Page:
What is the difference between an external biliary drainage catheter and an internal or external biliary drainage catheter?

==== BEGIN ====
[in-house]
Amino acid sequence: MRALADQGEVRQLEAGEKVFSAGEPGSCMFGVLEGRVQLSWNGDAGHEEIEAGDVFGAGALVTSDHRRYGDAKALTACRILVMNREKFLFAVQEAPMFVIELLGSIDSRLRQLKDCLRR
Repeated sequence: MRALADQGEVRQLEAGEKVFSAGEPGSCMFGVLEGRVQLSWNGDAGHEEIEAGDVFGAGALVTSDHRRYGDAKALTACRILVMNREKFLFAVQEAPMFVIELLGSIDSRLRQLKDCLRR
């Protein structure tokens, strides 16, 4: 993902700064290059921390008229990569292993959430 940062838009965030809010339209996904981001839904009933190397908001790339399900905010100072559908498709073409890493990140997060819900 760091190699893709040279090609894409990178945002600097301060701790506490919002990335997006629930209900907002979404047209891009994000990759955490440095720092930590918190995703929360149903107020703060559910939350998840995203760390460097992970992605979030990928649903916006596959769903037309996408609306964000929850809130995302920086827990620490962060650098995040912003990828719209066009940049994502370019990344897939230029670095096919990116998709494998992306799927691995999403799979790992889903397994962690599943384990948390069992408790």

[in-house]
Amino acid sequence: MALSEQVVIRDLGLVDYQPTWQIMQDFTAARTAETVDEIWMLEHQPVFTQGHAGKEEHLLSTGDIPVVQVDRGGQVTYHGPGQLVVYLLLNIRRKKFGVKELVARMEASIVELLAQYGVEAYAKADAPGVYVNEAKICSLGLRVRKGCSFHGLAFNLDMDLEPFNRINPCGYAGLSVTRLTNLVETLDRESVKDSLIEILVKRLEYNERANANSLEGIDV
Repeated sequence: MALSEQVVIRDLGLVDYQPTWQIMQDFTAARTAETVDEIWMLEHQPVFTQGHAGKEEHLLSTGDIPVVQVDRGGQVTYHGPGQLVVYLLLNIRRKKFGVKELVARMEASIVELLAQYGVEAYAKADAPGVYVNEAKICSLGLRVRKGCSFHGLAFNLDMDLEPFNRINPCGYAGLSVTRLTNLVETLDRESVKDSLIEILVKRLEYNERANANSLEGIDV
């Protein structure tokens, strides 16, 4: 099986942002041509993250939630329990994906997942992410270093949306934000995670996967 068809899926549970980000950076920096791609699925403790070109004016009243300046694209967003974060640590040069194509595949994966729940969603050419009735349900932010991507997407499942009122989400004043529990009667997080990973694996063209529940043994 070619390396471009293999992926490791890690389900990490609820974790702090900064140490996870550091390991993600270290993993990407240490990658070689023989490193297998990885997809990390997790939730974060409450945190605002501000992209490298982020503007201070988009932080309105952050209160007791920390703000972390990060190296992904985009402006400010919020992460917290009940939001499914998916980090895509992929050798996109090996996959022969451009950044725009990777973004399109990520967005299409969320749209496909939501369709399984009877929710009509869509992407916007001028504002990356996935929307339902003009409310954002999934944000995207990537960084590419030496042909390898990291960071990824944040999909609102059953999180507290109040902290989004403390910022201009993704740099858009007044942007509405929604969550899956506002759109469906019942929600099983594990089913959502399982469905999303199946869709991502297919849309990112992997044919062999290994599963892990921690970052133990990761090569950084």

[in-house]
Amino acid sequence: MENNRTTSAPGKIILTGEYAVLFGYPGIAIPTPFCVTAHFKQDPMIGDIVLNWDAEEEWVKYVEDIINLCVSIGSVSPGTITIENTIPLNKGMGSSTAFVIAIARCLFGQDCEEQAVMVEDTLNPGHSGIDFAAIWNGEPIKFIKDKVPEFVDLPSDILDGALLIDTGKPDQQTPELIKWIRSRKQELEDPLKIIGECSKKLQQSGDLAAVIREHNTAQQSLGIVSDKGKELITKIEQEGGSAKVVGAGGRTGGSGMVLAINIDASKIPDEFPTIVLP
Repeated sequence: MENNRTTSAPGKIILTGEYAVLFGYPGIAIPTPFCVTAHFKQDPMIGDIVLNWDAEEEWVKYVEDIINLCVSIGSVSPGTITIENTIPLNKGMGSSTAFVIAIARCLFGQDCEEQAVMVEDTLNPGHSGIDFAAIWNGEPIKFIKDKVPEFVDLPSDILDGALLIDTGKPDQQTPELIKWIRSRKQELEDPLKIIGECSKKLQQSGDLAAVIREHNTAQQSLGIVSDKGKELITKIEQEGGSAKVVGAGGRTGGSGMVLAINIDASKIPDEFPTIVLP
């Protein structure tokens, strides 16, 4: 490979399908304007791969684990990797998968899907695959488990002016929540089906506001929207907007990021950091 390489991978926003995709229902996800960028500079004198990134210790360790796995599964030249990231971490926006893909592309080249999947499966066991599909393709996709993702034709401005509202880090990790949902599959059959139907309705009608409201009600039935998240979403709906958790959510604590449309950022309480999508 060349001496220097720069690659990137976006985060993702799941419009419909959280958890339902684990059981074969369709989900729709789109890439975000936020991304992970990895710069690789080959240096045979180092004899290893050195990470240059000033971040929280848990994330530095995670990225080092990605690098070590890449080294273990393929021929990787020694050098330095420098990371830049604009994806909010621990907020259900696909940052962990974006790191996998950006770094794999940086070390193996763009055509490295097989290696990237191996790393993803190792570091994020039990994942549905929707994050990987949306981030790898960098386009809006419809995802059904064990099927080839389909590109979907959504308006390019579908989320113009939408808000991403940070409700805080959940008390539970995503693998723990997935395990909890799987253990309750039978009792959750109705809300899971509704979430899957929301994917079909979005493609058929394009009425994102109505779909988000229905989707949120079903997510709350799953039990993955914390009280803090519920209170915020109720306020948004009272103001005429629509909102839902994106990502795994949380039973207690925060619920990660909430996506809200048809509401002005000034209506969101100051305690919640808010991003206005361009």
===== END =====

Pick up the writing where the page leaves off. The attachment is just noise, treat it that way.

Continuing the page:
External drains end within the bile ducts above the site of obstruction. The obstructed biliary tree is decompressed by draining the bile externally into a drainage bag. Internal/external drains cross the site of obstruction and end within the small bowel. Bile may drain externally into a drainage bag or internally from the biliary tree through side holes in the catheter into the small bowel. Internal/external drains are advantageous because they can be capped externally to allow for internal drainage to the small bowel only. Internal/external drainage catheters are placed whenever it is possible to cross the site of obstruction because drainage to the bowel is more physiologic than external drainage, and the catheters also are easier to care for. Internal drainage prevents loss of bile salts and electrolytes and allows the bile to aid in fat metabolism within the bowel. It is important to monitor the volume status and electrolytes of patients when draining bile externally. These patients can lose a large volume of fluids rich in electrolytes.